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Transatlantic Blog

The NHS: Lie or we’ll fine you

The former UK Chancellor of the Exchequer Nigel Lawson once said that “the NHS is the closest thing the English people have to a religion” – but as a new story shows, it is a religion that forces people to break the Ten Commandments. Certain British citizens must lie to the government or face a punishing fine for telling the truth.

One person to suffer this fate is a domestic abuse survivor and single parent who did not want to deceive the authorities.

An individual named “VG” shared the unusual story with the UK Guardian.

After “VG” left an abusive relationship, the government designated the applicant mentally and/or physically unable to work and enrolled the individual in the universal credit program.

The UK government announced that universal credit would replace six government benefit programs a full decade ago. The new system would simplify benefits by making a deposit directly into low-income citizens’ bank accounts. These benefits would shrink as income increases, rather than disappearing all at once, so as not to discourage recipients from seeking work.

The government began introducing universal credit in 2013 gradually – so gradually that other government agencies have yet to take notice. One of these is the National Health Service, often touted as “the world’s best health service.”  

The single-payer healthcare system still has no box for universal credit recipients to check when they apply for free healthcare or prescriptions. The government tells them to apply as a “jobseeker” with low earnings.

But “VG” says this would be lying. She isn’t seeking a job, and she doesn’t want to lie to the government – even if the government insists on it.

“I am not prepared to make false statements,” she writes, “so instead I’ve written universal credit on the forms.”

To reward her honesty, the NHS slapped her with a fine of  £172.70 ($227.76 U.S.).

The UK government’s had a fib-or-fine policy for years, and British truthtellers have paid the price.

The NHS Business Services Authority (NHSBSA) has had six years to update the NHS paperwork for universal credit recipients. The fix requires nothing more than the appropriate verbiage next to a square on a page. Instead, the NHSBSA “instructs dental and pharmacy staff to ensure that universal-credit claimants tick the [jobseekers’] allowance box until the form is updated,” writes Guardian advice columnist Anna Tims.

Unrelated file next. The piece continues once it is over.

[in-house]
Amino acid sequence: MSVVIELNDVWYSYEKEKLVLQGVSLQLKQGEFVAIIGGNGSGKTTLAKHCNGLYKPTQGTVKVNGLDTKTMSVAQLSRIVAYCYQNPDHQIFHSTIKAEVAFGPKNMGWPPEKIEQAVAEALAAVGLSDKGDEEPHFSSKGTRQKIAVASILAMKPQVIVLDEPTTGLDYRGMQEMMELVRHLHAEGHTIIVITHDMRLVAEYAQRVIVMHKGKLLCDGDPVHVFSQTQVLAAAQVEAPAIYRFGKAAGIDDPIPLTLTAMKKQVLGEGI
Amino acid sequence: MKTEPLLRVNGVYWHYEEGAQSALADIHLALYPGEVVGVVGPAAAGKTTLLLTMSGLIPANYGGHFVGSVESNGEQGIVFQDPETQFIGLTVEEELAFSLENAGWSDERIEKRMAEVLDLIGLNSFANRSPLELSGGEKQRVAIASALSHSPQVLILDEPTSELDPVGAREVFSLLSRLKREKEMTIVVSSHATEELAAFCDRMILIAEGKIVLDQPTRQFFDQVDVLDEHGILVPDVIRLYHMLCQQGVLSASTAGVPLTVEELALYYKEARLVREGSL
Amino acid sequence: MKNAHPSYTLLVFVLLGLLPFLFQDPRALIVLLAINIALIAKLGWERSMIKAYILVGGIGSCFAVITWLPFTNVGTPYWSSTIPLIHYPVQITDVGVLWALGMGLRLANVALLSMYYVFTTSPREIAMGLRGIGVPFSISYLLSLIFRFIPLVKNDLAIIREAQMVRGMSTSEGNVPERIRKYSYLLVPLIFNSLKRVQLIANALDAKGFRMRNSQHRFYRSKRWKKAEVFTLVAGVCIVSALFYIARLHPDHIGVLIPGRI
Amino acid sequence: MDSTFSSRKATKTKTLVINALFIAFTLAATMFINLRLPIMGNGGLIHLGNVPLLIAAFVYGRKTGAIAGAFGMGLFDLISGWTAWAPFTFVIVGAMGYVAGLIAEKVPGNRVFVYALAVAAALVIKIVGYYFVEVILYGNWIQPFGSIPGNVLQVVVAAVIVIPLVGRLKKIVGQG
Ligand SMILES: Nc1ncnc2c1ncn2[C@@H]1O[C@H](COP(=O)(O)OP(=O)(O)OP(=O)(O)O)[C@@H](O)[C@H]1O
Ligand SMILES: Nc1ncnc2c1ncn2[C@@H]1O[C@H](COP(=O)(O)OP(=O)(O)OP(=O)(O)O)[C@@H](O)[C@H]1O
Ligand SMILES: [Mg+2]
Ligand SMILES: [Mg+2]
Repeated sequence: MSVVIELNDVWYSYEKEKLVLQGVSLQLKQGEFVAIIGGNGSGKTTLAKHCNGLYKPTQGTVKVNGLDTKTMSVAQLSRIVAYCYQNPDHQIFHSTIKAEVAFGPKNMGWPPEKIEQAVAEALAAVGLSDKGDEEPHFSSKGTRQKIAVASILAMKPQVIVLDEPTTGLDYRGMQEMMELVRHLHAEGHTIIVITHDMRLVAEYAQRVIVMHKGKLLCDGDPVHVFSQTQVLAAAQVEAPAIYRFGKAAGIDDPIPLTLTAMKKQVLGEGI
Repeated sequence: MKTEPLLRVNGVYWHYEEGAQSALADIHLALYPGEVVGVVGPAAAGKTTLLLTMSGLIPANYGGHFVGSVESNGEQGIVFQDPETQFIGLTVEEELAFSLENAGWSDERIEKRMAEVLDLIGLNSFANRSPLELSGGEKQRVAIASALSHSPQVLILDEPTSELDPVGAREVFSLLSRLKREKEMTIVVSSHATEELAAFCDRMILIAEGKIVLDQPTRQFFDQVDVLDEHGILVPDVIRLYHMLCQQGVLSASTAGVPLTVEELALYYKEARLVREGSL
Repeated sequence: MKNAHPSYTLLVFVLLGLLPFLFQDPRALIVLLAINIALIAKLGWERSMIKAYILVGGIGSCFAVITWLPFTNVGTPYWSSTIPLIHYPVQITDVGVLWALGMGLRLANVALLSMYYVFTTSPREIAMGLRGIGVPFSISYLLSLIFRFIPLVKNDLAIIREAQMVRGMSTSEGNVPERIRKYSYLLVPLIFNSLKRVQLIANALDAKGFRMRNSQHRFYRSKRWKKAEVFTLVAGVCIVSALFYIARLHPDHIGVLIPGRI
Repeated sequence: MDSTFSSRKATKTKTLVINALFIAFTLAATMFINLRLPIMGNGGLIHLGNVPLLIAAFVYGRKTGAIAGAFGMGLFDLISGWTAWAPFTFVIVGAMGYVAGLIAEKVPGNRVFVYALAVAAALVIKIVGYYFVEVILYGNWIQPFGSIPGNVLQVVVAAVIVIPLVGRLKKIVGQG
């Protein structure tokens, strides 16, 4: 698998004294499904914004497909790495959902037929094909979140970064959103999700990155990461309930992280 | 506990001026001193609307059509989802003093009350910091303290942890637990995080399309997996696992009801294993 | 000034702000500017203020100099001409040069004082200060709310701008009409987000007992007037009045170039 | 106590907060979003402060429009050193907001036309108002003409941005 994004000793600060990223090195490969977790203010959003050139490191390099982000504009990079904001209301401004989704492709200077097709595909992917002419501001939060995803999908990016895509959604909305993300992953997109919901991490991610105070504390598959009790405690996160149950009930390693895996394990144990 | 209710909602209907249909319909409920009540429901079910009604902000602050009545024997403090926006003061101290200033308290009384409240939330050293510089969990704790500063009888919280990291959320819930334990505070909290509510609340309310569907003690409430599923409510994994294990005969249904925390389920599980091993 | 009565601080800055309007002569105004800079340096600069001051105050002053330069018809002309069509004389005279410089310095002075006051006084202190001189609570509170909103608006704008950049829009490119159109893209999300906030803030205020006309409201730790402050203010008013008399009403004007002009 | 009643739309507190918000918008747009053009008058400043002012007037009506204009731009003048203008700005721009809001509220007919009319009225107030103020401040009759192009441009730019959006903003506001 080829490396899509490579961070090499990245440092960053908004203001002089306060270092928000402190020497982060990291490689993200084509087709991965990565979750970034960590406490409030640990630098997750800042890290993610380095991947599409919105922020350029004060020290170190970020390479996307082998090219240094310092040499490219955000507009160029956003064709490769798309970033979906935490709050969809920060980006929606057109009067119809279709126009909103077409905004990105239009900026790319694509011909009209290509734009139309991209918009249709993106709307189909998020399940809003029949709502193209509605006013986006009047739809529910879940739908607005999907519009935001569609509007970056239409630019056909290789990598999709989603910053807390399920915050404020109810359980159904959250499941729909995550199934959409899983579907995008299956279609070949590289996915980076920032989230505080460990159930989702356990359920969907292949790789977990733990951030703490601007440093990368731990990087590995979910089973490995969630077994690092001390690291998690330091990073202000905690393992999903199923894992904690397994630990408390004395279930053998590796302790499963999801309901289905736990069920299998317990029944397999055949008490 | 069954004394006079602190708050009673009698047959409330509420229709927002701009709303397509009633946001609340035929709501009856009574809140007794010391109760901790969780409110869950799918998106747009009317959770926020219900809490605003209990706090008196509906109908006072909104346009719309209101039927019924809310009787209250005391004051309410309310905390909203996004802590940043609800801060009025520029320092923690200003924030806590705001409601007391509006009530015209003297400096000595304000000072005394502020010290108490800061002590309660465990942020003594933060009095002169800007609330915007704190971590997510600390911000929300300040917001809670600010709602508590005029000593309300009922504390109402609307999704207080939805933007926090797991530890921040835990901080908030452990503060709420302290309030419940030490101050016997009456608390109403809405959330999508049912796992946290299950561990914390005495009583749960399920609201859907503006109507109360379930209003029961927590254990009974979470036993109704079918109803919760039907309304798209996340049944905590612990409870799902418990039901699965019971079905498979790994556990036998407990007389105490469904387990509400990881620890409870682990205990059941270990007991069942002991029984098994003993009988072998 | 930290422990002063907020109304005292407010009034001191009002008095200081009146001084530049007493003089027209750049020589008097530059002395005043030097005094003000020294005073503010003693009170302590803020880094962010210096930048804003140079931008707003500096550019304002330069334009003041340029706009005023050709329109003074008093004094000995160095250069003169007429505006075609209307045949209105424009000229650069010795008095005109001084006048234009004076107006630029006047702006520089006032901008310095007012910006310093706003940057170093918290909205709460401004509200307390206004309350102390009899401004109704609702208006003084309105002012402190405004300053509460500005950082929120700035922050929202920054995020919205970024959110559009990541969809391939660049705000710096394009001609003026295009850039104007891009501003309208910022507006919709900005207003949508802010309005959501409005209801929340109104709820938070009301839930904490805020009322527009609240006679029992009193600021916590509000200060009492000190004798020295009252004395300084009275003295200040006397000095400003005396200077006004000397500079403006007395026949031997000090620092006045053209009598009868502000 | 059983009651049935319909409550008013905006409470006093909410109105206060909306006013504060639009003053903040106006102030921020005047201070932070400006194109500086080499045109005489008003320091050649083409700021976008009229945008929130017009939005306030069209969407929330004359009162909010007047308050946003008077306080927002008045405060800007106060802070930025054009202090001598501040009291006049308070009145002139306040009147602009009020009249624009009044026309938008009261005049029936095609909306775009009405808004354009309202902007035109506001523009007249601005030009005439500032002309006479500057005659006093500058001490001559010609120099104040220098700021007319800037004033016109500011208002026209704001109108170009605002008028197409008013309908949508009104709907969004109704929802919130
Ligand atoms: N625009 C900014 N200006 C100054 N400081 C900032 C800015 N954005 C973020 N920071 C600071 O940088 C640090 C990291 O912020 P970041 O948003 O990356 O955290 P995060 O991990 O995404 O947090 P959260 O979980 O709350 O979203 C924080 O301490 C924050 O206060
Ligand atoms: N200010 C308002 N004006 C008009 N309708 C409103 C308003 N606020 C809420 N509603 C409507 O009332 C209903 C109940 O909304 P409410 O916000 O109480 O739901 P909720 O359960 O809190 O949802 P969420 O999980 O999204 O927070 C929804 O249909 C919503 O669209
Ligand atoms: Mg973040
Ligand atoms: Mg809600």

“Patients who are not informed or, like you, are unwilling to sign a false claim, face fines of up to £100 plus the treatment or prescription charge,” writes Tims. “Another £50 is added if they don’t pay within 28 days, hence your latest bill.”

Some may dismiss “VG” as overly scrupulous, but the Bible presents lying as a matter of top importance. The Ten Commandments state, “Thou shalt not bear false witness” (Exodus 20:16). The New Testament says the devil is “the father of lies” (St. John 8:44), and teaches that liars will spend eternity alongside “murderers” and “sorcerers” in the Lake of Fire (Revelation 21:8).

Lying is, in other words, no small issue for believing Christians. They should not be forced to violate their conscience by a government that requires them to mislead ministers, or else.

The saga faintly echoes an unforgettable Amnesty International advertisement which appeared in newspapers on both sides of the Atlantic in the 1980s. It printed a simple, black square at the top of the full-page ad, next to the headline: “This square is white. By the time you reach the bottom of the page you’ll agree or you’ll be dead.” It proceeded to describe the way totalitarians regimes tortured dissidents, in graphic detail.

Clearly, the NHS brouhaha does not reach that level of malice or intensity. However, it demands people say things that are objectively false, and it inflicts fines on people who are least able to afford them if they dare to tell the truth.

Unlike the authoritarian squads of the past (and present), the government does not harm honest citizens intentionally but out of its own bureaucratic incompetence and nonfeasance.

One might be tempted to ask, if a national healthcare system can’t change a form, how can it care for millions of patients?

This incompetence may explain why, in Western Europe, the people most likely to accept bribes work in government-run healthcare system.

The paperwork impasse presents another reason people of faith should oppose government-run healthcare. The NHS should not punish Christians who dissent from the English people’s new religion.

(Photo credit: Gordon Joly. This photo has been cropped and modified. CC BY-SA 2.0.)

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Rev. Ben Johnson is a senior editor at the Acton Institute. His work focuses on the principles necessary to create a free and virtuous society in the transatlantic sphere (the U.S., Canada, and Europe). He earned his Bachelor of Arts in History summa cum laude from Ohio University and was inducted into Phi Beta Kappa.